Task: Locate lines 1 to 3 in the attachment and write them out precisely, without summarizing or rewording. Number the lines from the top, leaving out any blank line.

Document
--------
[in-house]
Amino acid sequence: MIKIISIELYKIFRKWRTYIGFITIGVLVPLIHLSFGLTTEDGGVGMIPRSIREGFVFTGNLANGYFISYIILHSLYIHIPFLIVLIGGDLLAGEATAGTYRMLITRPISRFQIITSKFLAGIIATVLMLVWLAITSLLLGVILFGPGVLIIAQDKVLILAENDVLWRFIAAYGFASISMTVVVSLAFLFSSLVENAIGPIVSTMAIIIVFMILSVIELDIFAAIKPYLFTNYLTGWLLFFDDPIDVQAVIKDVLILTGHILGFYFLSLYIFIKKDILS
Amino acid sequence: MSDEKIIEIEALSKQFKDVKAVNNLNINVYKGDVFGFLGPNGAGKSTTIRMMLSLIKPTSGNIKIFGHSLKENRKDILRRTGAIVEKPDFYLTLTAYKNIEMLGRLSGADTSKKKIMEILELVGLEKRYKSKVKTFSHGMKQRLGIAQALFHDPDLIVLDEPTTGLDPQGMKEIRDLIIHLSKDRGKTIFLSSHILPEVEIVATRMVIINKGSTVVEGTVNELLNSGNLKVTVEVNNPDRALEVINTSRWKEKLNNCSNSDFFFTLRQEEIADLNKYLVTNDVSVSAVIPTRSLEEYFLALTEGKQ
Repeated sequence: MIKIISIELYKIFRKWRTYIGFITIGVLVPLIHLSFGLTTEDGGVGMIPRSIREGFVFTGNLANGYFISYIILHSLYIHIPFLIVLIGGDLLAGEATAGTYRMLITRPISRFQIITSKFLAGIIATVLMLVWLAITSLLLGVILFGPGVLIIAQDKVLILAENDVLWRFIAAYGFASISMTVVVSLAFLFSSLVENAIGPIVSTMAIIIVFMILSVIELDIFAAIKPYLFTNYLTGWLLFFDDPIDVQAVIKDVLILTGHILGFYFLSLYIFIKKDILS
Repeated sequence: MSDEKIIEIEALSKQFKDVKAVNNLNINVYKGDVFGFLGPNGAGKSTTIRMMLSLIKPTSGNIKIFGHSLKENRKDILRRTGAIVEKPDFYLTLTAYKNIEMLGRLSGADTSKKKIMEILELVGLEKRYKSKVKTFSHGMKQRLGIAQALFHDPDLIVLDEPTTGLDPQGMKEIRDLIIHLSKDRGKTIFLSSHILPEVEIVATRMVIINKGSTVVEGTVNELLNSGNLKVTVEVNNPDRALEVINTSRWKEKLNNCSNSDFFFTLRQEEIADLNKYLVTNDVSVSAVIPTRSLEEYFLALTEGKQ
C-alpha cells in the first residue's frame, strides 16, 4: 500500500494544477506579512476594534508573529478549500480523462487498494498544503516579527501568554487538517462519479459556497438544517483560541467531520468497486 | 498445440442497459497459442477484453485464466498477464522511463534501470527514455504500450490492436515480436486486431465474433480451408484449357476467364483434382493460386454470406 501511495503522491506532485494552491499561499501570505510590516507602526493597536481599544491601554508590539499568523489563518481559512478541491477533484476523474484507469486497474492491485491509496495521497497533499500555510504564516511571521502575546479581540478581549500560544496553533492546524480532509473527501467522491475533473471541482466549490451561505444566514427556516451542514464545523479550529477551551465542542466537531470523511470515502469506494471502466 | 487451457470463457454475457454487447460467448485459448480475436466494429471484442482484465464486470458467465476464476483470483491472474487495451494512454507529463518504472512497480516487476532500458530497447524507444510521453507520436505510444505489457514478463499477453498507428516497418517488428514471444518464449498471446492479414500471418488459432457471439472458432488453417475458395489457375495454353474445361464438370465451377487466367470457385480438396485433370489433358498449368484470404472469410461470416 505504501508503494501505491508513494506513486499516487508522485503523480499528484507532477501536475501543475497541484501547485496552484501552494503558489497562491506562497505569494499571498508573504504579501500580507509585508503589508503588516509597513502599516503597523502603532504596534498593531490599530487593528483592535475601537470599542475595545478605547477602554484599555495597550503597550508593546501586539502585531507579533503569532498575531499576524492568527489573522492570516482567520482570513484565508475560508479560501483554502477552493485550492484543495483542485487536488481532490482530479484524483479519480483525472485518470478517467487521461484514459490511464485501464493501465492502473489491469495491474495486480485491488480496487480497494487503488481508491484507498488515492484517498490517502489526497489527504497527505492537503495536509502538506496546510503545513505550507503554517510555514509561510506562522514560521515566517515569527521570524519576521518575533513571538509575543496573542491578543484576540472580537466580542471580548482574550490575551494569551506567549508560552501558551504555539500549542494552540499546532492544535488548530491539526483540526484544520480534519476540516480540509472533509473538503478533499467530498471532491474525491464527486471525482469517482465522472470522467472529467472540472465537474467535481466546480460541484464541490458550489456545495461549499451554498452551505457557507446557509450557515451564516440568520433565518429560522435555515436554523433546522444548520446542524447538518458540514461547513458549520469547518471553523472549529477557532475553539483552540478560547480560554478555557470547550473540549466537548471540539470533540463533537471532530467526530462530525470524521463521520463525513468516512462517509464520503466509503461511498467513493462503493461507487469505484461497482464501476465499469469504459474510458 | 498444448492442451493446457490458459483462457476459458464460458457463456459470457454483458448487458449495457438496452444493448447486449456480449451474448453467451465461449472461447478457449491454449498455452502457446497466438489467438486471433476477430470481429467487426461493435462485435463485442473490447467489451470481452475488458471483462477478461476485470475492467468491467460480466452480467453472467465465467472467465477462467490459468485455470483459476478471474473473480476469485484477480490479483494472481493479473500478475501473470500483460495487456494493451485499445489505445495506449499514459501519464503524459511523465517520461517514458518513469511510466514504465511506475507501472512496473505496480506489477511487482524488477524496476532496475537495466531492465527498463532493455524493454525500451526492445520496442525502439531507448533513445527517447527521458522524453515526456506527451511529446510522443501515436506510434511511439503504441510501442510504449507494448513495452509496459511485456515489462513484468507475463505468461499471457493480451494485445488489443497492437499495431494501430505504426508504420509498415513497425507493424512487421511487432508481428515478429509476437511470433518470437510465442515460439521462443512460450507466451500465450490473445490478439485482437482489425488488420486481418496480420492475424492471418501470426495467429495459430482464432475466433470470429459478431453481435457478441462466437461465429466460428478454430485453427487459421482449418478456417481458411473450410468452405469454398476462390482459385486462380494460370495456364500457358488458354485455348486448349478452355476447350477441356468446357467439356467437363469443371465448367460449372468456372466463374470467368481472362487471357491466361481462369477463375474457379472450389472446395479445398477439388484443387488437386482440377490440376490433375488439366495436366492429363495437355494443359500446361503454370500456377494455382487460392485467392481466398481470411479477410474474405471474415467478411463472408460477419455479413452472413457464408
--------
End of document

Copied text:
[in-house]
Amino acid sequence: MIKIISIELYKIFRKWRTYIGFITIGVLVPLIHLSFGLTTEDGGVGMIPRSIREGFVFTGNLANGYFISYIILHSLYIHIPFLIVLIGGDLLAGEATAGTYRMLITRPISRFQIITSKFLAGIIATVLMLVWLAITSLLLGVILFGPGVLIIAQDKVLILAENDVLWRFIAAYGFASISMTVVVSLAFLFSSLVENAIGPIVSTMAIIIVFMILSVIELDIFAAIKPYLFTNYLTGWLLFFDDPIDVQAVIKDVLILTGHILGFYFLSLYIFIKKDILS
Amino acid sequence: MSDEKIIEIEALSKQFKDVKAVNNLNINVYKGDVFGFLGPNGAGKSTTIRMMLSLIKPTSGNIKIFGHSLKENRKDILRRTGAIVEKPDFYLTLTAYKNIEMLGRLSGADTSKKKIMEILELVGLEKRYKSKVKTFSHGMKQRLGIAQALFHDPDLIVLDEPTTGLDPQGMKEIRDLIIHLSKDRGKTIFLSSHILPEVEIVATRMVIINKGSTVVEGTVNELLNSGNLKVTVEVNNPDRALEVINTSRWKEKLNNCSNSDFFFTLRQEEIADLNKYLVTNDVSVSAVIPTRSLEEYFLALTEGKQ